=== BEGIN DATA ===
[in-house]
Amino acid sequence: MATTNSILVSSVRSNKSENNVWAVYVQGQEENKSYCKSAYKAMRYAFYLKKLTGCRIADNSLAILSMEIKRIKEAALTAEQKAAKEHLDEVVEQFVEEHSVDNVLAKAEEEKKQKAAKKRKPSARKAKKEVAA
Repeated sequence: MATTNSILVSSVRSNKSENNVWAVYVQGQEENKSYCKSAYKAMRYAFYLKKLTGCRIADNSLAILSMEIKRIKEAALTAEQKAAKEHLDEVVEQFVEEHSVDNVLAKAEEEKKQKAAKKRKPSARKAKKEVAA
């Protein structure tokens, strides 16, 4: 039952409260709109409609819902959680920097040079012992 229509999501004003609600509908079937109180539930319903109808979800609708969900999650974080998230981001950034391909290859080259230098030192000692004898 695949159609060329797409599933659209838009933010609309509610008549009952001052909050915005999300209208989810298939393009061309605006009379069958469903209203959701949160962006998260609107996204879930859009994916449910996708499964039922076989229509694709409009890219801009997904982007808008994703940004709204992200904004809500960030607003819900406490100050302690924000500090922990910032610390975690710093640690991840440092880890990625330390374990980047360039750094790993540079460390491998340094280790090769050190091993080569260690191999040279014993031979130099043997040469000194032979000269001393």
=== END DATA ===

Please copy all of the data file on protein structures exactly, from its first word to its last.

[in-house]
Amino acid sequence: MATTNSILVSSVRSNKSENNVWAVYVQGQEENKSYCKSAYKAMRYAFYLKKLTGCRIADNSLAILSMEIKRIKEAALTAEQKAAKEHLDEVVEQFVEEHSVDNVLAKAEEEKKQKAAKKRKPSARKAKKEVAA
Repeated sequence: MATTNSILVSSVRSNKSENNVWAVYVQGQEENKSYCKSAYKAMRYAFYLKKLTGCRIADNSLAILSMEIKRIKEAALTAEQKAAKEHLDEVVEQFVEEHSVDNVLAKAEEEKKQKAAKKRKPSARKAKKEVAA
């Protein structure tokens, strides 16, 4: 039952409260709109409609819902959680920097040079012992 229509999501004003609600509908079937109180539930319903109808979800609708969900999650974080998230981001950034391909290859080259230098030192000692004898 695949159609060329797409599933659209838009933010609309509610008549009952001052909050915005999300209208989810298939393009061309605006009379069958469903209203959701949160962006998260609107996204879930859009994916449910996708499964039922076989229509694709409009890219801009997904982007808008994703940004709204992200904004809500960030607003819900406490100050302690924000500090922990910032610390975690710093640690991840440092880890990625330390374990980047360039750094790993540079460390491998340094280790090769050190091993080569260690191999040279014993031979130099043997040469000194032979000269001393």